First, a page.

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The Dartmouth
April 14, 2024 | Latest Issue
The Dartmouth

Letter to the Editor: The Truth about ‘From the River to the Sea’

The phrase “from the river to the sea” has been used by Israeli politicians to denote the denial of rights for Palestinians.

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I want to first thank the author for his efforts in explaining what happened on Feb. 10. But to be clear, “from the river to the sea” is a phrase used by both Israelis and Palestinians with different connotations for each side. 

When used by Israeli politicians, “from the river to the sea” is a chant that calls for the elimination of Palestine as an entity, and the genocide of the Palestinian people through the denial of their rights and outright expulsion. Palestinians have been denied the realization of their right to self-determination since Great Britain granted Jewish Zionists the right to establish a national homeland in Palestine through the Balfour Declaration of 1917. The phrase appears in the Likud Party charter of 1977, where they say “Between the [Mediterranean] Sea and the Jordan [River], there will only be Israeli sovereignty.” In 2014, former Israeli cabinet member Uri Ariel said, “Between the Jordan River and the Mediterranean Sea there will be only one state, which is Israel.” The phrase has also been used by the Israeli Prime Minister and Likud Party head Benjamin Netanyahu in speeches — effectively calling for continuing the expansion of settlements in the West Bank and East Jerusalem by the Israeli government. Similar wording has also been used more recently by other Israeli politicians in ways that deny the existence or rights of the Palestinian people.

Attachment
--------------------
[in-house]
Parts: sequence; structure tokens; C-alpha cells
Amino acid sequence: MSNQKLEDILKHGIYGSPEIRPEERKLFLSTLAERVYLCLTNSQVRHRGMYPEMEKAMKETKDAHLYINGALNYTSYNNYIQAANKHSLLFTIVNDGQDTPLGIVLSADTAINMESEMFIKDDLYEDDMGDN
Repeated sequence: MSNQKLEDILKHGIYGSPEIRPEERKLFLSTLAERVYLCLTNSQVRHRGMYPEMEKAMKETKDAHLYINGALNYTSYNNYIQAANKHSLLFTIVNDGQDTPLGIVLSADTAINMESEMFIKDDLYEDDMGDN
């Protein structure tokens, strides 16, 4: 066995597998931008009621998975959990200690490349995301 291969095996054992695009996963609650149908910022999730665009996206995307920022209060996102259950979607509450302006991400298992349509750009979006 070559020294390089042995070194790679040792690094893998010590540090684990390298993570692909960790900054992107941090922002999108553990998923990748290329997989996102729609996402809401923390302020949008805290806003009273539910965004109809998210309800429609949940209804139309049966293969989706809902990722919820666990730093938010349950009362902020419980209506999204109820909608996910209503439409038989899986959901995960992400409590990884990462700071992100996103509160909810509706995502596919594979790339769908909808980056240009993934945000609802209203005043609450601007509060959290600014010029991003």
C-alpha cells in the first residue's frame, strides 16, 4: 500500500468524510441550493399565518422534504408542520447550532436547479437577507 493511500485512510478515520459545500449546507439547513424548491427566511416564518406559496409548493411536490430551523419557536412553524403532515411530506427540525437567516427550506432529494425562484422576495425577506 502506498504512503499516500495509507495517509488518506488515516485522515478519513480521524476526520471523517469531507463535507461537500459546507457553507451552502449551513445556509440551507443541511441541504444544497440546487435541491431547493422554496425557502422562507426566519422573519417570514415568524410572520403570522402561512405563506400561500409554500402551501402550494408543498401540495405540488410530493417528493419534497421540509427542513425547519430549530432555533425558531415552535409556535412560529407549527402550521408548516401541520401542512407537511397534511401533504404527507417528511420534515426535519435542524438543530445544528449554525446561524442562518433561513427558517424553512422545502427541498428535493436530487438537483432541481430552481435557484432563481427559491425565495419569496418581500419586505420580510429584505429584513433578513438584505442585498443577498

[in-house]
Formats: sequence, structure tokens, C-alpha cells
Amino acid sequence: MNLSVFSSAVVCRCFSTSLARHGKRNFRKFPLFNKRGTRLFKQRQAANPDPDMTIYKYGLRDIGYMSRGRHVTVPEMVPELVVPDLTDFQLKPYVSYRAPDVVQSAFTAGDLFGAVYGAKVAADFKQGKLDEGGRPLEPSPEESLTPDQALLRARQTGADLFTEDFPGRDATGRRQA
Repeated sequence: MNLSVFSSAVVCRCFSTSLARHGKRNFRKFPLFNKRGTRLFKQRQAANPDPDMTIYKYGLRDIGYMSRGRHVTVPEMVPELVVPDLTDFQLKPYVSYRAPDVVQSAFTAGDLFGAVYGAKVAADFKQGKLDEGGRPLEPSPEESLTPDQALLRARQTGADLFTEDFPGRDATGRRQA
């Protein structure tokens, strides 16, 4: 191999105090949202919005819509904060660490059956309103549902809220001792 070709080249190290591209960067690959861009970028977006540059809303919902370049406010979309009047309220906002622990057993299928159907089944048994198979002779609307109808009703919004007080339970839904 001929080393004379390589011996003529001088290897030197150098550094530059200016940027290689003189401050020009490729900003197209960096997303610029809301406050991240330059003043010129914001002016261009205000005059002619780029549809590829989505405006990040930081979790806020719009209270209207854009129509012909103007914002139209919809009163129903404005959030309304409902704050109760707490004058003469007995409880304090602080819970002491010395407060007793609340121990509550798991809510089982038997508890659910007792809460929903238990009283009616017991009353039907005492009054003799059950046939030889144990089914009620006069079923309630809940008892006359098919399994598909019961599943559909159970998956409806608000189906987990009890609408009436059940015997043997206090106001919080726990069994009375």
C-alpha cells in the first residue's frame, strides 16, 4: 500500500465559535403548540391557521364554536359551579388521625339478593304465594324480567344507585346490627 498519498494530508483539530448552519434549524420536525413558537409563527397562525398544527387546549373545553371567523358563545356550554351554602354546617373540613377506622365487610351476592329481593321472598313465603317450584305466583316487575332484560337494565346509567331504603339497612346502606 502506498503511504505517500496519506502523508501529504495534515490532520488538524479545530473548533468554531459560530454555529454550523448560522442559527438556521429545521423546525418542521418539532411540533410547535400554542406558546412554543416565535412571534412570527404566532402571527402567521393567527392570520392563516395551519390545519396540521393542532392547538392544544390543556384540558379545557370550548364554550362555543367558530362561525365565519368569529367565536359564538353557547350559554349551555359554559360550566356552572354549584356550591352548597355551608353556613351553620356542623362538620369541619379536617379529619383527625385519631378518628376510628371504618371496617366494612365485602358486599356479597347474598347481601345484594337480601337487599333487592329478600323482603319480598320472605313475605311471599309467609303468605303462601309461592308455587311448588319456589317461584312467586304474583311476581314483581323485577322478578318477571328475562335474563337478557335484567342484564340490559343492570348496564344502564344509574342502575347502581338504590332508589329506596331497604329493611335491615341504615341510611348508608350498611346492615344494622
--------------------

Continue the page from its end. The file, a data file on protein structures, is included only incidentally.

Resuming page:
In contrast to the way Israeli politicians use this phrase, pro-Palestinian organizers use the phrase “from the river to the sea” as a call for freedom. The crux of the conflict between Israel and Palestine continues to be the Israeli government’s ongoing denial of Palestinians’ right to equality, freedom and dignity like everyone else. I believe that pro-Palestinian protesters should not be equated to supporters of armed groups, who have not been present at the thousands of peaceful protests around the world and here in the U.S.

Ahmad Herzallah ’27 is the president of the Arab Student Association. Letters to the Editor represent the views of their author(s), which are not necessarily those of The Dartmouth.